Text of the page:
Facebook post claims that, for the “first time in Singapore History”, Mini will be giving away two Mini Cooper cars to two randomly selected winners.
The post and the Facebook Page that published it are fraudulent. The Facebook Page has no connection to either Mini or parent company BMW and it is certainly not giving away any Mini Coopers. The Page is a Facebook scam like many others that have gone before.
This one is a little different in that it appears to be actively targeting users in a particular location, in this case Singapore.
Of course, like similar Facebook scams, the goals of the Page are to trick users into first promoting the bogus giveaway via likes, shares, and comments and then divulging their personal information on suspect survey websites. These websites will share your information with online marketing companies who will soon begin inundating you with promotional emails, text messages, phone calls, and letters.
Report continued below…
While this particular version takes aim at people in Singapore, almost identical versions have targeted Facebook users in general.
After some mainstream media attention, the original scam page has now apparently been removed from Facebook. However, new – almost identical – scam pages often quickly appear to replace those that have been removed.
This video from the Hoax-Slayer YouTube Channel discusses a similar survey scam attempt that promises participants the chance to win a Range Rover rather than a Mini Cooper:
This will be the first time in Singapore History that we at Mini Cooper will be giving away 2 Amazing Mini Coopers to two winners that we will randomly select on November 1st 2016.
Want to join this amazing giveaway for a chance to own a brand new Mini Cooper? Simply follow the steps below to enter our competition:
1. “Like” (y) These pictures.
2. “Share” This post.
4. Comment color you want: Red or Black
5. Visit website: Link Removed
Last updated: November 2, 2016
First published: November 2, 2016
By Brett M. Christensen
Importance NoticeAfter considerable thought and with an ache in my heart, I have decided that the time has come to close down the Hoax-Slayer website.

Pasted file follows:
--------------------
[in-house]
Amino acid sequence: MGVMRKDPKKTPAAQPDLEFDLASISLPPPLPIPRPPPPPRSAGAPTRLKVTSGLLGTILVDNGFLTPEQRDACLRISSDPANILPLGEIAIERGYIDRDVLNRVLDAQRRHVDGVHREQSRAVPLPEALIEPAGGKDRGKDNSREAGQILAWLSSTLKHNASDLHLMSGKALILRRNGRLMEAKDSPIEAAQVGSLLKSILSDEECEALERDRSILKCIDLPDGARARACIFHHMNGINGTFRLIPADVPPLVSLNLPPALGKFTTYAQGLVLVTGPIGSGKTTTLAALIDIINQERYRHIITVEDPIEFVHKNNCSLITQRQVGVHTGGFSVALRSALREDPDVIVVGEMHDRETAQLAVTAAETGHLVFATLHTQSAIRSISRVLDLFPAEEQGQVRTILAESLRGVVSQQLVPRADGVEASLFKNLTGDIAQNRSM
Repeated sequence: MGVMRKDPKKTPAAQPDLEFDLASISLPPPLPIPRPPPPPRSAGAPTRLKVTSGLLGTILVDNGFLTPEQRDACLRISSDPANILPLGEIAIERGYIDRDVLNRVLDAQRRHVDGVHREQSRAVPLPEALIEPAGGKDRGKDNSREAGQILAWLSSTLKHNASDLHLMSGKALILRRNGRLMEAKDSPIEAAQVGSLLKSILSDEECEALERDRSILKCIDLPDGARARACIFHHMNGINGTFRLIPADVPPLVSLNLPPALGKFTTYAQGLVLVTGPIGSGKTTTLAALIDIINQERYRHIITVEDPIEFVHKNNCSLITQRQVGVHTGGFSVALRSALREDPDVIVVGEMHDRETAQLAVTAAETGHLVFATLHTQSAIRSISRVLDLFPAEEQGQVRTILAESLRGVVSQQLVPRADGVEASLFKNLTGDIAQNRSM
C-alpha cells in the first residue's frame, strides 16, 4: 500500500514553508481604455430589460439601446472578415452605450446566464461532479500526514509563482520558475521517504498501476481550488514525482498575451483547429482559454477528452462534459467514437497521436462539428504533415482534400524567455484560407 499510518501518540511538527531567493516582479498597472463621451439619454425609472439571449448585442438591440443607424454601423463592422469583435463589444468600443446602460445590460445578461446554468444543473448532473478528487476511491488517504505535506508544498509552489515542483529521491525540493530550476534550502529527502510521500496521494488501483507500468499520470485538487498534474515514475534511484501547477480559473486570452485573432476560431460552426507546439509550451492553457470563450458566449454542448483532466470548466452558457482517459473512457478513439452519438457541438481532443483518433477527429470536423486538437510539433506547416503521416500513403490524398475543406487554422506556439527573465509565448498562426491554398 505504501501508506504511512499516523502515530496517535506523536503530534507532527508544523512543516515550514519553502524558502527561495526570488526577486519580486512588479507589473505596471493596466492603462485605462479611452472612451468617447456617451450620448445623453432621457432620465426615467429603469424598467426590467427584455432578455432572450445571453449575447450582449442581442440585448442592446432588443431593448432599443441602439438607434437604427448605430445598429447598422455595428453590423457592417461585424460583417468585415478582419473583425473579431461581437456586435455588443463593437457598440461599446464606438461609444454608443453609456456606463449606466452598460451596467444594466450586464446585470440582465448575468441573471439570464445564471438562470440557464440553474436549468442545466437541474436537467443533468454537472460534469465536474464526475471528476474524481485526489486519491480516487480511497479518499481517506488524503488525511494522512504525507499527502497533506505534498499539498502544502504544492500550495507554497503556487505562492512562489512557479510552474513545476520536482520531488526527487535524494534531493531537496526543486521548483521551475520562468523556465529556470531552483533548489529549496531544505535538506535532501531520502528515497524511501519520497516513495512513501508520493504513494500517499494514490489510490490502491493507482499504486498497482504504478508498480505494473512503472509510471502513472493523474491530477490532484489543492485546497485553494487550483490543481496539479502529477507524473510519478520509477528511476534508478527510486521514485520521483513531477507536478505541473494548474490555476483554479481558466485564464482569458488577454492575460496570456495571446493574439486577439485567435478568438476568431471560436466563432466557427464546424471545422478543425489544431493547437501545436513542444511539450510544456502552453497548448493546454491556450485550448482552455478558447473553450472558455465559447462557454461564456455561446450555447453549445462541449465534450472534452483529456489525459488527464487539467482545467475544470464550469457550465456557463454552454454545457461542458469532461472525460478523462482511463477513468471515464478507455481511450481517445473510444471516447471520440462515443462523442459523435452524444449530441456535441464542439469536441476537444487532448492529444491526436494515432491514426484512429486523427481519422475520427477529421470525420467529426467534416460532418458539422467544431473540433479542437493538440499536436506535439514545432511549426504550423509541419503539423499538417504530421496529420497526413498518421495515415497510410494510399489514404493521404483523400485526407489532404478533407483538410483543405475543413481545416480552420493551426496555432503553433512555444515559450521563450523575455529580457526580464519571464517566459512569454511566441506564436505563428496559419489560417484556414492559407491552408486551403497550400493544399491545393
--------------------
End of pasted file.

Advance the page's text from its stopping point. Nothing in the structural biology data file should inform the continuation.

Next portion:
These days, the site does not generate enough revenue to cover expenses, and I do not have the financial resources to sustain it going forward.
Moreover, I now work long hours in a full-time and physically taxing job, so maintaining and managing the website and publishing new material has become difficult for me.
And finally, after 18 years of writing about scams and hoaxes, I feel that it is time for me to take my fingers off the keyboard and focus on other projects and pastimes.
When I first started Hoax-Slayer, I never dreamed that I would still be working on the project all these years later or that it would become such an important part of my life. It's been a fantastic and engaging experience and one that I will always treasure.
I hope that my work over the years has helped to make the Internet a little safer and thwarted the activities of at least a few scammers and malicious pranksters.
A Big Thank YouI would also like to thank all of those wonderful people who have supported the project by sharing information from the site, contributing examples of scams and hoaxes, offering suggestions, donating funds, or helping behind the scenes.
I would especially like to thank David White for his tireless contribution to the Hoax-Slayer Facebook Page over many years. David's support has been invaluable, and I can not thank him enough.
Closing DateHoax-Slayer will still be around for a few weeks while I wind things down. The site will go offline on May 31, 2021. While I will not be publishing any new posts, you can still access existing material on the site until the date of closure.
Thank you, one and all!